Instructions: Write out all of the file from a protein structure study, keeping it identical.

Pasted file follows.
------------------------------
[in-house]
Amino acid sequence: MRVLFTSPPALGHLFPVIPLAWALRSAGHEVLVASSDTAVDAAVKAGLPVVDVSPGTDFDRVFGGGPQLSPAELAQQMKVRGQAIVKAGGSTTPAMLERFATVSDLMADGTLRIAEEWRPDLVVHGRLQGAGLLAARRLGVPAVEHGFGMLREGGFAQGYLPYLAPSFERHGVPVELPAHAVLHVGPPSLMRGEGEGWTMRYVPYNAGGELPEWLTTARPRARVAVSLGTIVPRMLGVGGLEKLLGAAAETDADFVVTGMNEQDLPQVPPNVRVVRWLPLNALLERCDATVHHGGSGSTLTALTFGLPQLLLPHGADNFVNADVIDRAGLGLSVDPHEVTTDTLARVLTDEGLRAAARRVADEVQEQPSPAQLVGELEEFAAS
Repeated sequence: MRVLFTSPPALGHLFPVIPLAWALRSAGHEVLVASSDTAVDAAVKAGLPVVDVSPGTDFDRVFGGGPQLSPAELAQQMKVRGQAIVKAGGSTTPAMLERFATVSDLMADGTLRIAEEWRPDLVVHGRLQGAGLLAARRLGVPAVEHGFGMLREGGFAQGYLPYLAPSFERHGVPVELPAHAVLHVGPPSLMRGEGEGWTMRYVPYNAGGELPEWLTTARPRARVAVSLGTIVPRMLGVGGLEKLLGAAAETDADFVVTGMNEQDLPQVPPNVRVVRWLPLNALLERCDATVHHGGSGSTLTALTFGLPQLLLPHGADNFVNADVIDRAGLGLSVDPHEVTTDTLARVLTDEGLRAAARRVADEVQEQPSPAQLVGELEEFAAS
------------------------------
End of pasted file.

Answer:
[in-house]
Amino acid sequence: MRVLFTSPPALGHLFPVIPLAWALRSAGHEVLVASSDTAVDAAVKAGLPVVDVSPGTDFDRVFGGGPQLSPAELAQQMKVRGQAIVKAGGSTTPAMLERFATVSDLMADGTLRIAEEWRPDLVVHGRLQGAGLLAARRLGVPAVEHGFGMLREGGFAQGYLPYLAPSFERHGVPVELPAHAVLHVGPPSLMRGEGEGWTMRYVPYNAGGELPEWLTTARPRARVAVSLGTIVPRMLGVGGLEKLLGAAAETDADFVVTGMNEQDLPQVPPNVRVVRWLPLNALLERCDATVHHGGSGSTLTALTFGLPQLLLPHGADNFVNADVIDRAGLGLSVDPHEVTTDTLARVLTDEGLRAAARRVADEVQEQPSPAQLVGELEEFAAS
Repeated sequence: MRVLFTSPPALGHLFPVIPLAWALRSAGHEVLVASSDTAVDAAVKAGLPVVDVSPGTDFDRVFGGGPQLSPAELAQQMKVRGQAIVKAGGSTTPAMLERFATVSDLMADGTLRIAEEWRPDLVVHGRLQGAGLLAARRLGVPAVEHGFGMLREGGFAQGYLPYLAPSFERHGVPVELPAHAVLHVGPPSLMRGEGEGWTMRYVPYNAGGELPEWLTTARPRARVAVSLGTIVPRMLGVGGLEKLLGAAAETDADFVVTGMNEQDLPQVPPNVRVVRWLPLNALLERCDATVHHGGSGSTLTALTFGLPQLLLPHGADNFVNADVIDRAGLGLSVDPHEVTTDTLARVLTDEGLRAAARRVADEVQEQPSPAQLVGELEEFAAS